Well Ahead of Deadline, City Adopts $33 Million Budget

With a unanimous vote last week, San Marino entered June with a fully adopted 2019-20 fiscal year budget, precisely a month ahead of schedule.
When the new fiscal year begins on July 1, the city aims to spend $33,057,856 on operational and capital costs, with an income of $31,681,165; to bridge revenue gaps, as with the Public Safety Parcel Tax for example, there are $10,626,050 of in-and-out transfers planned. The approved numbers reflect a series of last-minute cuts made at the meeting on Friday, May 31.
“It is really wonderful to have an adopted budget at this point of the year,” said City Manager Marcella Marlowe, reflecting on last year’s budget process that was extended by two months amid major overhauls performed by a relatively new staff and City Council.
Changes made Friday include, for the city manager’s office, reducing contingency funds to $20,000, printing to $1,100 and travel for meetings to $10,000; for the Finance Department, reducing travel for meetings to $3,000; for the Police Department, reducing travel for meetings to $8,000; for the Parks and Public Works Department, reducing materials and supplies to $100,000 for the street division and $8,500 for the grounds division; and reducing the citywide IT replacement under the capital budget to $60,000.
The reduction, totaling $90,934 in cuts, brought the expenditures down from $33,148,790 going into Friday’s meeting. A decision by the City Council, in a prior discussion item, to not increase the parcel tax levy for the forthcoming fiscal year resulted in reducing the revenues from an initially proposed $31,845,165.
Marlowe noted at the beginning of the meeting that all increases year to year were due to two reasons, primarily mandatory pay raises or increases for salaries and benefits and the like. Other increases were directly tied to priority initiatives, which are projects or expenditures chosen by the council aimed at maintaining or improving San Marino’s quality of life and municipal services.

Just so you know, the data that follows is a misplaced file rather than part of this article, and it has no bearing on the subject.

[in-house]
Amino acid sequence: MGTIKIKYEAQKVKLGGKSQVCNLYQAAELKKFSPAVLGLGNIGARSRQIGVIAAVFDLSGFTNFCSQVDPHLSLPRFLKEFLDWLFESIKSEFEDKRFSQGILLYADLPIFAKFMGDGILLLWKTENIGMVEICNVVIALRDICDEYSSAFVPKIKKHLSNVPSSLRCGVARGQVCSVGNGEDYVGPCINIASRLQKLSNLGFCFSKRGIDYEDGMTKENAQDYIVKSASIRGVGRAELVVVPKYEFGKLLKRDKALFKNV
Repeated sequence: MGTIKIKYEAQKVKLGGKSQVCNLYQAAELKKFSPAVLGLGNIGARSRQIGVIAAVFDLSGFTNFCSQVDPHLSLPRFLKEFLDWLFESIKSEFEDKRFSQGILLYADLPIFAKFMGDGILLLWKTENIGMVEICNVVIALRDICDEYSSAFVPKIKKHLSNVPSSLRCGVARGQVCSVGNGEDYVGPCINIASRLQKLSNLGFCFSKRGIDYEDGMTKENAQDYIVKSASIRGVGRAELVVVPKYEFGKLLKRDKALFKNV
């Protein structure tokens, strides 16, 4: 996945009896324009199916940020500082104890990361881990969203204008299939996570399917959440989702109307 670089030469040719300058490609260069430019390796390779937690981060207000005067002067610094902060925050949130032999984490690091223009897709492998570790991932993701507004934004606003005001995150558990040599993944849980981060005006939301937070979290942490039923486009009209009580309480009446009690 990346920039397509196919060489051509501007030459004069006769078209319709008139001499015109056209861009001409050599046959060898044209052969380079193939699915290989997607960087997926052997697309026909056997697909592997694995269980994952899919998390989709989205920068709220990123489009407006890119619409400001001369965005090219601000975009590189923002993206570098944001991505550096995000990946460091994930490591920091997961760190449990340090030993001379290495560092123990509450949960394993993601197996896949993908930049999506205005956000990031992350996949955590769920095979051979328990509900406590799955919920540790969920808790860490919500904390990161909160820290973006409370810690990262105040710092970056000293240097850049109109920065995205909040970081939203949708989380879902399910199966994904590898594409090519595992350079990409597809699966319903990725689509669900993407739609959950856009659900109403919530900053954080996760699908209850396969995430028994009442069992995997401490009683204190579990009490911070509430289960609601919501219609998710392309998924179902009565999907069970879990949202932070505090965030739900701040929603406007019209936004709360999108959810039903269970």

One of the priority initiatives proved to be cause for debate Friday, with the council ultimately voting to keep the change of increasing the Police Department’s budget to reflect a staff of 30 officers, as opposed to the current 28.
Councilman Ken Ude, who was alone in opposing the increase, questioned the wisdom of adding department personnel, proposed as a temporary method to help the department through a wave of departures and new hires.
“I think we can challenge the department to find other ways to get to full staffing that don’t involve budgeting for 30 officers,” Ude said.
The increase was based on the past five years of departures from the department, averaging two a year. Replacing an officer can take up to 18 months, Police Chief John Incontro explained, adding that he attempts to front-load quality hires now so that after a certain point, the department is better situated to handle a departure and replacement hire.
“If we are at a static position where we have personnel, then we will not need to do this,” he said.
“There are a lot of things going on and this just gives us a cushion for a couple of years to get through it,” Marlowe added.

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